The government’s deadline for logging companies to submit long-term cutting plans passed quietly Monday, overshadowed by controversy over the government’s refusal to release the plans and evidence that affected villagers are not being consulted.
Thirteen of 14 logging companies that hold concessions have submitted so-called Sustainable Forest Management Plans, said Yann Petrucci, adviser to the Department of Forestry and Wildlife. He declined to name the laggard company, saying that a last-minute submission may not have arrived in his office.
In the coming months, forestry officials will visit logging sites and communities and check satellite imagery to check the reports, he said.
The government imposed a moratorium on logging in forest concessions in January pending submission of the plans. The plans include detailed inventories of trees and other natural resources, mapping of areas where logging is forbidden, and 25-year cutting plans designed to give cut areas time to regrow.
As part of an accompanying environmental and social impact assessment, companies are supposed to consult with villages in the concessions. But many villagers in affected areas “don’t know about it,” said Russell Peterson of NGO Forum, which has helped to organize the communities.
Representatives from 42 villages in four provinces submitted letters to the Ministry of Agriculture, Forestry and Fisheries asking to see plans submitted for their areas, but the ministry “did not accept their letters,” Peterson said.
Donors have also tried to see the plans. The government agreed to donor demands for “public disclosure and opportunity for independent experts” from donors to comment on the plans “prior to finalization of Government review” at the donor Consultative Group meeting this June.
But in August, a joint donor committee urged Agriculture Minister Chan Sarun to release the plans. Chan Sarun responded in a letter this month that the Forestry Department would release the plans after it agrees on “evaluation procedures” for the plans. He said that would be done by the end of October.
The government has set up a Dec 31 deadline for deciding whether to accept or reject the plans.
“There’s very little time for input by villagers or civil society,” said Eva Galabru of logging watchdog Global Witness. “We’re already up to October.”
The lack of disclosure is the primary reason the World Bank has held up release of a scheduled $15 million loan to the government for general budgetary support, said William Magrath, lead natural resource economist at the bank’s Cambodia office.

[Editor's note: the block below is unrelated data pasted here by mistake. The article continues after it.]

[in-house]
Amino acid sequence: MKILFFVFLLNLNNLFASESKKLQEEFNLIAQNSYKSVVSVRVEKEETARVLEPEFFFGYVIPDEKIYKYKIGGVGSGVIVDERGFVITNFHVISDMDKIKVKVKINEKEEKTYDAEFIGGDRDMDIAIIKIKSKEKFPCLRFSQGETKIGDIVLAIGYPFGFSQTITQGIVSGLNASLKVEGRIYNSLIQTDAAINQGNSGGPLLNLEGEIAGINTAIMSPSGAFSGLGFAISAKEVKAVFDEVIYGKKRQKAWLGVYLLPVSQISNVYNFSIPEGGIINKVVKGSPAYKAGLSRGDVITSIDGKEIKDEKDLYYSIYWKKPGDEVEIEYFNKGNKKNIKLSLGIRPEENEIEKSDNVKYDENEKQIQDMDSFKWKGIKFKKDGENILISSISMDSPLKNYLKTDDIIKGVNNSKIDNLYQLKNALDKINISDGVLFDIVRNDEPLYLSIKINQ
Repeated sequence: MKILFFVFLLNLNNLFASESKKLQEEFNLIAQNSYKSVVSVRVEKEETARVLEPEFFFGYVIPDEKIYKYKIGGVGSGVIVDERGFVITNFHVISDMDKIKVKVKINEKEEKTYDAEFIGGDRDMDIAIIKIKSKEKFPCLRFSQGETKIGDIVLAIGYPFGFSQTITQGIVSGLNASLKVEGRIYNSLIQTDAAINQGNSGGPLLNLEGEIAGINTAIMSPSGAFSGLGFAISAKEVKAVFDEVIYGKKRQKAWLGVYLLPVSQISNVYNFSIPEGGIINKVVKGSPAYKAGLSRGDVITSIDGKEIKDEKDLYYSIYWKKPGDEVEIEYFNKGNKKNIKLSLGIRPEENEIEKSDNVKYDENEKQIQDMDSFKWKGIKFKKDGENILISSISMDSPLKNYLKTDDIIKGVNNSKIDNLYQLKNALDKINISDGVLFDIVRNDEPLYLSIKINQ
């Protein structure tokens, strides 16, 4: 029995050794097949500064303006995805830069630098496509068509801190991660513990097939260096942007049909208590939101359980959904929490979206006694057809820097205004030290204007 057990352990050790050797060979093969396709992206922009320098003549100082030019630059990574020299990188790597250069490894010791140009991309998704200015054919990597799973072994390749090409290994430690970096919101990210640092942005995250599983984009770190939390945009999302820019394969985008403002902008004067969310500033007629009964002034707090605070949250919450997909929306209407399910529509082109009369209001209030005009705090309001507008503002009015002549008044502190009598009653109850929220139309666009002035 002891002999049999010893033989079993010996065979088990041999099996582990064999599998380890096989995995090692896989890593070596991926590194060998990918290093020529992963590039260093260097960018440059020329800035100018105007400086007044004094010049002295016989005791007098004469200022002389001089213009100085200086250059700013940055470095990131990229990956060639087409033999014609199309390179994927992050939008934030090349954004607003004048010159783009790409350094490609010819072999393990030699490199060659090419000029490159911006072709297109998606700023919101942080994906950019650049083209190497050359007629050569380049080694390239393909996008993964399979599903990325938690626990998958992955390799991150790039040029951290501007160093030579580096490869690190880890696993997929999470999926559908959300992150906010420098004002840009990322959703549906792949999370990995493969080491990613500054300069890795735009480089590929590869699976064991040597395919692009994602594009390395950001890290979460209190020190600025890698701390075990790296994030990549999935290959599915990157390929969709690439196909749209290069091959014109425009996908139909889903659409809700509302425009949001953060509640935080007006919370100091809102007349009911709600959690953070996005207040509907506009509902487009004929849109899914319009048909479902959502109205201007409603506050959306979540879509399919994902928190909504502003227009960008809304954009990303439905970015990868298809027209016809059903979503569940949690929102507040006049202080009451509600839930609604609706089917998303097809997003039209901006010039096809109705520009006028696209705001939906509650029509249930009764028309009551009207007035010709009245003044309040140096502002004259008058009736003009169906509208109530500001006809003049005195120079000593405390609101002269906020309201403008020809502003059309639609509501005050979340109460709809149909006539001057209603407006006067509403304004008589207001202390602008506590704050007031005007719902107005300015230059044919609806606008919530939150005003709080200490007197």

An irony in the process is that the World Bank loaned the government nearly $5 million for review and enforcement of the plans. But the World Bank is among the donors clamoring for access.
Consultants whose salaries are paid for by the World Bank loan are government employees nonetheless and must abide by government directives, Magrath said.
Dennis Kong, chairman of the Cambodia Timber Forestry Association, insisted that companies are consulting with affected communities. He said that sustainable logging will only be profitable in Cambodia if the government is willing to lower royalty rates.
But a recent report by the Cambodia Development Resource Institute claims that there is not enough timber left in most concessions to make sustainable logging profitable. Global Witness is arguing for cancellation of all concessions because of unsustainability or illegal activities by companies.
“The way the government is hiding the plan is a clear indication the whole process is completely flawed,” said Marcus Hardtke of Global Witness. “The government knows they would never be able to implement sustainable practices if all the information was out there. Not with the current players.”
Petrucci said reliable full inventories of forest cover and timber resources are still not available, making broad generalizations about profitability difficult.
Forestry department director Ty Sokun is in Europe and will not return for several days, officials said.